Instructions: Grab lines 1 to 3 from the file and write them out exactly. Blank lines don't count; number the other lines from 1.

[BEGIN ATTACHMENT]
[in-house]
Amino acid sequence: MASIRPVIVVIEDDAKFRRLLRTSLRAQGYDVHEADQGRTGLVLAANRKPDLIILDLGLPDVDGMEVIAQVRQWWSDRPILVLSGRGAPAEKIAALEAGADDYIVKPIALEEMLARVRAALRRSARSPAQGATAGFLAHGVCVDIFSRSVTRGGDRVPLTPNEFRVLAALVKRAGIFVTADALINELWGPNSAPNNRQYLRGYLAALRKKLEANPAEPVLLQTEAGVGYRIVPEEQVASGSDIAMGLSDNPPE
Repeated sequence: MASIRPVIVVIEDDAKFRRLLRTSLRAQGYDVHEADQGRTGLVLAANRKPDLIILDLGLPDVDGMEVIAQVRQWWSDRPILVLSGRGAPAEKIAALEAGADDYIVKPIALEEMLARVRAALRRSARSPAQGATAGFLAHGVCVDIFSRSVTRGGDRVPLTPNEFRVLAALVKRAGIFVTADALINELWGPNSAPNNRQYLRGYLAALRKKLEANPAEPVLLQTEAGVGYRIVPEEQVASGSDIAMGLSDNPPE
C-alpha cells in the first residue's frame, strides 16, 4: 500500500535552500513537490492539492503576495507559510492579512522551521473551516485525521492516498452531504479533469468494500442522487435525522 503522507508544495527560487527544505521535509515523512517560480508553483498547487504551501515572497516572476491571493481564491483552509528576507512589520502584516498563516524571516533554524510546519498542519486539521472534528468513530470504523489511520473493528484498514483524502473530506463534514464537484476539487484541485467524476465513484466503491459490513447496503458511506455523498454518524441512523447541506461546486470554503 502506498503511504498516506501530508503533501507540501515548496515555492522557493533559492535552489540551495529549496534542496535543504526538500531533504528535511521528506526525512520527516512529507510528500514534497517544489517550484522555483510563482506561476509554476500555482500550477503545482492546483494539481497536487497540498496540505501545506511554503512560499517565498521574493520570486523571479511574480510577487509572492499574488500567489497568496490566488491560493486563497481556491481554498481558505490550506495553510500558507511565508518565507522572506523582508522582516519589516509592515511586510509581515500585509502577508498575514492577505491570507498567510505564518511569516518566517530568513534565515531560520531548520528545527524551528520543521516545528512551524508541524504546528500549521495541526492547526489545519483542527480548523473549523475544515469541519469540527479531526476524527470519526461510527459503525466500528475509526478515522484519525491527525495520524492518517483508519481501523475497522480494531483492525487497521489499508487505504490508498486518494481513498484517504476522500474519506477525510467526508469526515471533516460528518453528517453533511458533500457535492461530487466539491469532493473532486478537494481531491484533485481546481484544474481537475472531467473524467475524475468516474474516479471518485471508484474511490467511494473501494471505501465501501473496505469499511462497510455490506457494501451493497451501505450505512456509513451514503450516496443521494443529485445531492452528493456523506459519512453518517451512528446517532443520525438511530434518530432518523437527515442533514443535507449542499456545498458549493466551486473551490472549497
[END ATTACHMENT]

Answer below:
[in-house]
Amino acid sequence: MASIRPVIVVIEDDAKFRRLLRTSLRAQGYDVHEADQGRTGLVLAANRKPDLIILDLGLPDVDGMEVIAQVRQWWSDRPILVLSGRGAPAEKIAALEAGADDYIVKPIALEEMLARVRAALRRSARSPAQGATAGFLAHGVCVDIFSRSVTRGGDRVPLTPNEFRVLAALVKRAGIFVTADALINELWGPNSAPNNRQYLRGYLAALRKKLEANPAEPVLLQTEAGVGYRIVPEEQVASGSDIAMGLSDNPPE
Repeated sequence: MASIRPVIVVIEDDAKFRRLLRTSLRAQGYDVHEADQGRTGLVLAANRKPDLIILDLGLPDVDGMEVIAQVRQWWSDRPILVLSGRGAPAEKIAALEAGADDYIVKPIALEEMLARVRAALRRSARSPAQGATAGFLAHGVCVDIFSRSVTRGGDRVPLTPNEFRVLAALVKRAGIFVTADALINELWGPNSAPNNRQYLRGYLAALRKKLEANPAEPVLLQTEAGVGYRIVPEEQVASGSDIAMGLSDNPPE